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The tea plant and harvesting

Tea Harvesting

Many people don't realise that most teas are made from the same plant - the Camellia Sinensis. When I say most teas we're talking about Black, Green, White, Oolong and some Chai teas. These teas look and taste very different so how can they be made from the same plant?

Well it's actually very simple and it's all down to how long the tea is oxidised but we'll explain more on this in a minute. Other teas, like Rooibos, Mate, Fruit and Herbal are blends and don't usually have what we would call a tea leaf in them.

The Camellia Sinensis is a species of ever green shrub and can grow into a small tree, however most estates prune them to waist height for easy plucking. Its leaves are used to produce tea whilst the seeds are pressed to produce tea oil. It's native to East Asia but today you can find it being cultivated all over the globe even as far north of the equator as Cornwall! It tends to thrive in tropical regions with over 50 inches of rainfall each year; which explains why it's doing well in the UK I guess.

So how is tea harvested or made? Well not all teas are made equally but if it's a Camellia Sinensis based tea then it will likely follow this process.

Handpicked

It all starts at the harvest where the best tasting tea leaves from the Camellia Sinensis plant are hand plucked. The delicate unopened buds and leaves are carefully selected to ensure the most flavor when it reaches your cup. We pride ourselves on selecting only the finest teas and avoid the lower quality tea which uses a much broader leaf and is machine harvested.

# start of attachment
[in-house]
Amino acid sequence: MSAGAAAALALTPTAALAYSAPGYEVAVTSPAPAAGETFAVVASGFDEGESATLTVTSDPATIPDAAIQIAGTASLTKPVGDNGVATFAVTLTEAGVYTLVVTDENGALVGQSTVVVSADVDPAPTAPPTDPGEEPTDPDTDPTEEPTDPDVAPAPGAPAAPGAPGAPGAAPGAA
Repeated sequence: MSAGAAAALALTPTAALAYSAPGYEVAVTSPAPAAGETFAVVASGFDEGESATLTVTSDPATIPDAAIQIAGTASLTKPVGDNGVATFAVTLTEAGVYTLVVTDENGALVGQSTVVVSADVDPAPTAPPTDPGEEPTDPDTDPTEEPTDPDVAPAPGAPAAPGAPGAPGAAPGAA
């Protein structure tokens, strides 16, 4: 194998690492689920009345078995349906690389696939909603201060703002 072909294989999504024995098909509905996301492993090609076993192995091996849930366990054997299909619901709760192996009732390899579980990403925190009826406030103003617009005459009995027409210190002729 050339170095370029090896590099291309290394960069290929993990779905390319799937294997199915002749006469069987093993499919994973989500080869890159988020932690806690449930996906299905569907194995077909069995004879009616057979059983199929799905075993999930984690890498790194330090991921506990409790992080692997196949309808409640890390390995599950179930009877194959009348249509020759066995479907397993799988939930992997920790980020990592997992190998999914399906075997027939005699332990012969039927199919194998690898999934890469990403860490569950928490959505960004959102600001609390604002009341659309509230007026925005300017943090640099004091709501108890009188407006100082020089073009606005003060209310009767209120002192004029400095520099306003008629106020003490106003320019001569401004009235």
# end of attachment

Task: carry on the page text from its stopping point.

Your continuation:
Withering

The tea leaves are then left to wither in fresh air until they have lost about 50-65% of their weight in moisture. This is caused by the enzymes in the tea leaves reacting with the oxygen and helps to prepare the tea for the next stage.

Oxidisation

The loose tea leaves are then placed in a temperature controlled room with high humidity so they can oxidise. The longer the oxidation the darker the tea. So black tea is 100% oxidised whereas white teas are not. That's why teas from the same plant taste and look differently.

Rolled

Once the tea has reached the desired level of oxidation the process then needs to be stopped so heat is applied to the leaves to deactivate the enzymes. The tea leaves are then rolled which creates the curled up shape and helps with transportation. Most teas that you find in tea bags are made using fannings which is dust left behind from the process of rolling whole tea leaves.

Drying

The loose teas leaves are then dried which marks the final stage in the process. This can be done in an oven, naturally or better quality teas are dried in sunlight which leads to a much fuller flavour.

So as you can see the process from harvest to cup is lengthy and at each stage the flavour can be compromised. The most important stage is the harvest and ensuring the best quality leaves are chosen. Unfortunately most teas available these days use very poor quality tea called fannings that is packed full of artificial flavours to boost the taste. Such a shame as most of the goodness of the Camellia Sinensis is found in the oils of the whole leaf and usually this never reaches your tea cup with so many of us still drinking tea in bags.

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